The iFi Audio iDSD Diablo is a semi-portable digital to analogue converter and headphone amplifier. It promises super high performance and enough battery power to handle any headphones. Let’s check it out.
- Built-in battery with up to 12 hours battery life
- Works with computers and phones
- Standard 6.35mm and balanced 4.4mm headphone outputs
- Balanced 4.4mm line output
- USB, S/PDIF and Toslink inputs
- iPower Low Noise charger included
- iPurifier3 USB cleaner included
- Supports PCM up to 384kHz/768kHz (see text) and up to DSD512
- Supports MQA encoding
- Largely compatible with standard Windows 10 drivers
- With solid sound performance, being luggable for travel, and wide digital audio signal support, the iFi iDSD Diablo is a fine choice for many. But it’s not a good fit if you also want standard (non-balanced) line output for your home audio system
- Inclusions: optical to 3.5mm adaptor, 3.5mm to 6.35mm headphone adaptor, USB Type-A to USB Type-C adaptor cable, USB 3.0-rated USB extension cable, 4.4mm Pentaconn plug to 2 x 3-pin XLR plugs adaptor for balanced line output, carry case
- Price: $1,399
- Available: here
The iFi Audio iDSD Diablo details
Well, you won’t confuse the iFi Audio iDSD Diablo with other DACs. I guess you’d call the colour of the finish diabolical red. It’s certainly bold. Slab-shaped, it’s body is 153mm deep, 70mm wide and 25mm tall, and it weighs 334 grams. It feels nicely solid.
On the front is a knob for the analogue volume control – it pokes out an additional 7 or 8mm – an indicator light, a three-position slide switch and two headphone outputs. One of the outputs is a standard single-ended 6.35mm socket, while the other is for a 4.4mm Pentaconn balanced headphone connector. The switch is for output mode, which is basically the gain setting. The lowest setting is intended for highly sensitive in-ear monitors. I found that it was fine for my regular headphones, although I did notice when I was doing some measurements that as the volume control got near the extreme maximum position, the output started clipping at considerably below what the unit is capable of producing. So it’s best to choose the gain setting that has the volume control near the middle.
At the other end are four more connections. One is a USB Type-C socket for powering and charging the unit. iFi has included its iPower Low Noise 5-volt power supply with the unit (available separately for $79.95). The battery is rated at a hefty 4,800mAh. iFi says this is good for around 12 hours of operation at the low gain/Eco setting, 9 hours at the Normal setting and 6 hours at the high gain/Turbo setting. Those figures are also going to depend on such things as actual output level, headphone impedance and sensitivity. A small LED indicates battery level by its colour.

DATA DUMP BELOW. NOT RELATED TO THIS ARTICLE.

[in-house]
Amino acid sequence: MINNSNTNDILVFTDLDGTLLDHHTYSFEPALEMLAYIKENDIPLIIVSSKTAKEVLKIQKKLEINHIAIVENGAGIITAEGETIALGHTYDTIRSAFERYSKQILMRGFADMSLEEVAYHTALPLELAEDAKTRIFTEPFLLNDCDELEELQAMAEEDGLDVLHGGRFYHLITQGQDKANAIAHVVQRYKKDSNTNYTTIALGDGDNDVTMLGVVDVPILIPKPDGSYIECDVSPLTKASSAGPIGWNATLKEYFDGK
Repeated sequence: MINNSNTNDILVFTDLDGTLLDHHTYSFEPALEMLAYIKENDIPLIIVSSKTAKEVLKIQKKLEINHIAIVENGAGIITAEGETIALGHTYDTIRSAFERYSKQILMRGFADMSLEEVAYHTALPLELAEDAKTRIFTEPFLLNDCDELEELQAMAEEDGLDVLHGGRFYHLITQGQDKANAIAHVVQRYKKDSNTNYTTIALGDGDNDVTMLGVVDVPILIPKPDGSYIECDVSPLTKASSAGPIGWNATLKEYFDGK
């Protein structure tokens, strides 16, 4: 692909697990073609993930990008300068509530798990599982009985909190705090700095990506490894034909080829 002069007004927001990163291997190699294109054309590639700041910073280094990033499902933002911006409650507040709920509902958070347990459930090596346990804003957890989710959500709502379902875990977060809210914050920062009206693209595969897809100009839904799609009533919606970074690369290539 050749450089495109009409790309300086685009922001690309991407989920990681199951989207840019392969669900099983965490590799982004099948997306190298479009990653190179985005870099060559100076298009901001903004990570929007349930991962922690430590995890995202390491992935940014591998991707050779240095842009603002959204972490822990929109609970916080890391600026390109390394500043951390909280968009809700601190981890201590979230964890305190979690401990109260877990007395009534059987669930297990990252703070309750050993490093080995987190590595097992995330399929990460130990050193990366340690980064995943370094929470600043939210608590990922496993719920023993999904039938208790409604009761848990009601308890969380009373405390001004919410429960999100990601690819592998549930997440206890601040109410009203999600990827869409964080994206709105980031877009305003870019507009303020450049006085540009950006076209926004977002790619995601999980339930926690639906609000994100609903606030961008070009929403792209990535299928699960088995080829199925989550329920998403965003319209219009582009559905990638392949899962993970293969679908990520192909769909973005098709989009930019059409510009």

The 3.5mm socket is a combined coaxial and optical digital audio input, while the 4.4mm Pentaconn connection is a balanced line output. Note, there is no single-ended line output. That would rule out using the iFi Audio iDSD Diablo as the system DAC in systems lacking balanced line inputs. I suppose you could cobble up an adaptor that would work, but it would be worth getting assurances that this would be safe. That is not always the case with balanced connections. But if your system does have balanced line inputs, it is nicely catered for by the iFi Audio iDSD Diablo because it comes with a 4.4mm to 2 x XLR plugs adaptor cable, ready to plug into a balanced preamplifier input. The line output is fixed in level.
Finally, the last connection is for most people the main input. This is a USB connection for use with a computer or phone. We’ll spend more time on that shortly.
iFi iDSD Diablo internals
I’m starting to lose count of the number of DACs I have used and measured which use the fine SABRE DAC chips from ESS. And those which don’t have mostly used the equally fine AKM chips. So it was interesting to see that the Diablo uses two Burr-Brown DAC chips. Go back a few years and Burr-Brown was the bee’s knees in DAC chips. Since then it has been bought by Texas Instruments, and seems to have gone a little out of fashion.
But it encompasses a somewhat different decoding philosophy to those other chip designs. Most use Delta-Sigma decoding. I partially understand this, but even to that extent it is way to mathematical to get into here and is far from intuitive. By contrast, iFi labels its system “Burr-Brown MultiBit”. I don’t know if it’s full R2R old-school decoding, but it clearly eschews Delta-Sigma. Many swear by multibit. I’m a fan of results, rather than the technical means by which they’re achieved.
Also in there is a fully balanced amplifier. The decoded signal can drive balanced – plus and minus signals identically opposite to each other and quite separate from the earth/shielding/case/common rail of the system – or single-ended outputs. “Single-ended” is another word for the conventional 6.35mm stereo headphone socket.